July 25 comes as it does every year but this time is much different. Your REALTOR® calls to tell you the person that bought your home is not a Canadian Citizen or Permanent Resident, thus is subject to a 15% additional tax. No warning to the Buyer, no warning to you.


As your heart begins to pound a little, the normal reaction thanks to the media, is “Hey, they all have tons of money anyways, it will be okay.”


Wrong. Dead wrong.


Does everyone have an infinite amount of money in their bank?




If so, why are they not buying a $15 million dollar home in North Vancouver instead of yours?


Does any intelligent person want to pay 15% higher than what someone else would pay? 


Likely not.


What implications do they have if they walk away? If they put down a 5% deposit on a $700,000 home ($35,000), would they rather lose that amount rather than add another $105,000 above market price to their bottom line? 


Likely not.


So what is the ripple effect of this?


Now, your neighbour/friend/family member has not sold their home. 


What happens to the home they have committed to purchase? Do they find a way to carry 2 homes (assuming the bank would finance them- likely not in most cases) or choose to walk away from their purchase as well, presumably losing their deposit in the process and getting sued by the seller of that home for not completing. 


They are Canadian Residents, so they can not run away. 


Now, consider how many people in that chain of buys and sells could lose their sale and purchase, be induced into lawsuits and lost money, just because one person had the option to hop on a plane and leave their 5% in a Real Estate trust account somewhere?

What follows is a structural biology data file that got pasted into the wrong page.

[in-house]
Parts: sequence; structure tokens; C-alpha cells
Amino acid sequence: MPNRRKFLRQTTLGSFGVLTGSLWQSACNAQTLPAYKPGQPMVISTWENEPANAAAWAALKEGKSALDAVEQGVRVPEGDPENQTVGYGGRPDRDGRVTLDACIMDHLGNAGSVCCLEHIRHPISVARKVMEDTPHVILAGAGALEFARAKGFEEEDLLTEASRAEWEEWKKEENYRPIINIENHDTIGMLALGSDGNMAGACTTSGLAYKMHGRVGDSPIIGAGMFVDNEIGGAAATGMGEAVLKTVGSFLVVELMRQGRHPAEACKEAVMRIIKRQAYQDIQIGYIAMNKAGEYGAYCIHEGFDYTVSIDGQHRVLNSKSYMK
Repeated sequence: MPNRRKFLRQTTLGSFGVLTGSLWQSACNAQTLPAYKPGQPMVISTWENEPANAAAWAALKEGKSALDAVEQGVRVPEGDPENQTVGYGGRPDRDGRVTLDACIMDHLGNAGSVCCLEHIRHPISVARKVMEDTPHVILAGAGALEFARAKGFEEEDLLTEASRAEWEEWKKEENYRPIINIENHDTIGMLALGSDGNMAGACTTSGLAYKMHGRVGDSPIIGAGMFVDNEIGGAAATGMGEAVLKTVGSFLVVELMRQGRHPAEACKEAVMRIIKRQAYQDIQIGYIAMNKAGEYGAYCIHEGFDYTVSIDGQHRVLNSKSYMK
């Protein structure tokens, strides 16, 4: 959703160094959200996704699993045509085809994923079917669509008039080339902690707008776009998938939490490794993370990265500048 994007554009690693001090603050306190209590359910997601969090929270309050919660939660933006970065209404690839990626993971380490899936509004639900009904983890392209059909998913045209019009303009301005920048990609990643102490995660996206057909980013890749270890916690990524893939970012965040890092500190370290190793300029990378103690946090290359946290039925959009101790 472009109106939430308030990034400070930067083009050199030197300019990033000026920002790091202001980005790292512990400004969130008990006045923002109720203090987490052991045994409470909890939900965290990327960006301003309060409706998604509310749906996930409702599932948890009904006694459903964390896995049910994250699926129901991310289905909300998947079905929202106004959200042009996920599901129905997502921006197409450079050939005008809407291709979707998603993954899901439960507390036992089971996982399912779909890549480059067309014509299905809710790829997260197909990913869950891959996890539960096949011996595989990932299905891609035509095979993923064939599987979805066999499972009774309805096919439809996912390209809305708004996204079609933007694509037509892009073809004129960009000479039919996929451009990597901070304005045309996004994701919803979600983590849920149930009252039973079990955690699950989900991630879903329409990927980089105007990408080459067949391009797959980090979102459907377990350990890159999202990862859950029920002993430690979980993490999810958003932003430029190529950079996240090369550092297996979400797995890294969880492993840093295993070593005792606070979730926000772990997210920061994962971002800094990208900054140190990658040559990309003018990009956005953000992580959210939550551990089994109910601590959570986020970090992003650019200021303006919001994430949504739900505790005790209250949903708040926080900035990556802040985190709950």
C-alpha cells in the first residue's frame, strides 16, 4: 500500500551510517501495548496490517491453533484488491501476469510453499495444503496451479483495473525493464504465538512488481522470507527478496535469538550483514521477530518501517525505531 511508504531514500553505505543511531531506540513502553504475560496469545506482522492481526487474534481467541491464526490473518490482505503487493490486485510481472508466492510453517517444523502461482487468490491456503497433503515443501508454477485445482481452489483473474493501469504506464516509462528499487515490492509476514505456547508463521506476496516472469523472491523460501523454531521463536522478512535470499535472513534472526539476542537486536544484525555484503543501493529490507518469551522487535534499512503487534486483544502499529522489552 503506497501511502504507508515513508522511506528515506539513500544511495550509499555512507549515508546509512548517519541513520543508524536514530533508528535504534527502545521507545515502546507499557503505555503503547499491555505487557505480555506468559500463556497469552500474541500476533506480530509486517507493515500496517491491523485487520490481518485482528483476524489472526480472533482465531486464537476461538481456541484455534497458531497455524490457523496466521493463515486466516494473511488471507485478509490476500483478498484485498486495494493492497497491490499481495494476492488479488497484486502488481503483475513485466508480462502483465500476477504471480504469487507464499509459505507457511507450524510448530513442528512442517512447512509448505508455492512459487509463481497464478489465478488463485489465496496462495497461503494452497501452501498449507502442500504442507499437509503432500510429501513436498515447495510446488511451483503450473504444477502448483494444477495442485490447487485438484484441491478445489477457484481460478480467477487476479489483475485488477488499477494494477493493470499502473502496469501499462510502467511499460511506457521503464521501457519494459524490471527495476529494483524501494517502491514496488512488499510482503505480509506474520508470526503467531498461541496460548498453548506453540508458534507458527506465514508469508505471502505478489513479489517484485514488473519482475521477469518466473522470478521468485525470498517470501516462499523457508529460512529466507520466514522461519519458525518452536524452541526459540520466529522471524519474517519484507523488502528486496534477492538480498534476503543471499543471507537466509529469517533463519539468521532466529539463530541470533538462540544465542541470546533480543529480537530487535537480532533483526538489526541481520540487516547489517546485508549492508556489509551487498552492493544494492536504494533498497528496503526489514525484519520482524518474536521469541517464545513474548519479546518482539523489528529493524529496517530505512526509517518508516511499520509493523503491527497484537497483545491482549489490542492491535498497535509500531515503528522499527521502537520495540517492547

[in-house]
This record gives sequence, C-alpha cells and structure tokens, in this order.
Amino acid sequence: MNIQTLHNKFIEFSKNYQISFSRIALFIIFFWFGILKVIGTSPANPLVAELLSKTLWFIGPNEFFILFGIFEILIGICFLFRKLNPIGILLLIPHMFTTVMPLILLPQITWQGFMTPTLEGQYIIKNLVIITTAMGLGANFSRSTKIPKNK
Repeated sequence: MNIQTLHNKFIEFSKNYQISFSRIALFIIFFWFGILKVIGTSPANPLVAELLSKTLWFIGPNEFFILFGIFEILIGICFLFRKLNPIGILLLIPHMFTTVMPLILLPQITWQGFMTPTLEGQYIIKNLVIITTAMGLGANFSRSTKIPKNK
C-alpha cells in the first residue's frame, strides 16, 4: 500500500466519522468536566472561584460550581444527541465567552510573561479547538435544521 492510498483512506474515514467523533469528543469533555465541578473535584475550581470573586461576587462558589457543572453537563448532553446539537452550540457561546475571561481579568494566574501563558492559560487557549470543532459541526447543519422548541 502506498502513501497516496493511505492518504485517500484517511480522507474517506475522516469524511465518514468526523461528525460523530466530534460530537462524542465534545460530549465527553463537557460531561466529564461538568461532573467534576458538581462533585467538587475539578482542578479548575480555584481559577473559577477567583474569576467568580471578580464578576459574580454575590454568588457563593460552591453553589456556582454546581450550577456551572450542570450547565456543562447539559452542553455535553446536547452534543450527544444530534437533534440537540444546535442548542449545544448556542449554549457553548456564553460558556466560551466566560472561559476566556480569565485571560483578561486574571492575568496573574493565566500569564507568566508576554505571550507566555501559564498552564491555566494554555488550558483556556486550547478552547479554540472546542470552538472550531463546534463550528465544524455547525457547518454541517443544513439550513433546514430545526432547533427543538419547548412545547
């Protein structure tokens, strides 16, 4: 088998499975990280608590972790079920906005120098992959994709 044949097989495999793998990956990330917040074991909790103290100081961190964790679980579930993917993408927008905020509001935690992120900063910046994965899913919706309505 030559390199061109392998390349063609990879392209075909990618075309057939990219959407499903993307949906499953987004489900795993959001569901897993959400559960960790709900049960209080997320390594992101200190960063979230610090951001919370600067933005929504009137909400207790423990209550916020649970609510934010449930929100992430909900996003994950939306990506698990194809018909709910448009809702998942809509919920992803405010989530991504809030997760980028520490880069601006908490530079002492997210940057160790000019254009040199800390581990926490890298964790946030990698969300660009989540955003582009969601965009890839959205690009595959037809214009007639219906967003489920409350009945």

Scary stuff.


This scenario will be prevalent in our market unless change comes from our elected officials, and quick.


Forget about the “big, bad” foreign investor who has run a muck in our real estate market for a moment, and consider your neighbour down the street who is in a roller coaster ride. 


I hope our government reconsiders the hard and fast, recto active August 2nd date and does what is best for the other people, not the foreign buyer, that are caught in this mess. 


The people we call friends, family and neighbours.


Until next time, 


Louis on Jul 28, 2016 1:39 PM posted:
the Tax should be applicable on deals written after Aug 2nd. I never thought that BC Govt could be described as THIRD WORLD DICTATORSHIP , i.e. imposing taxation, without consultation and nor caring for the 'us' part of the equation you elude to in this article. Regardless of the financial impact of giving an exemption, it's not money that had been budgeted, so it is irrelevant; exempting pending deals, will be less of a financial grab, but the tax's objective is to stop the hemorrhaging of property going to foreign buyers, not cover our deficit. It may work but they are punishing the 'World at Large' not only the sector intended to, as well hurting more of 'us' than intended.

Post Your Comment:

The data relating to real estate on this website comes in part from the MLS® Reciprocity program of either the Real Estate Board of Greater Vancouver (REBGV), the Fraser Valley Real Estate Board (FVREB) or the Chilliwack and District Real Estate Board (CADREB). Real estate listings held by participating real estate firms are marked with the MLS® logo and detailed information about the listing includes the name of the listing agent. This representation is based in whole or part on data generated by either the REBGV, the FVREB or the CADREB which assumes no responsibility for its accuracy. The materials contained on this page may not be reproduced without the express written consent of either the REBGV, the FVREB or the CADREB.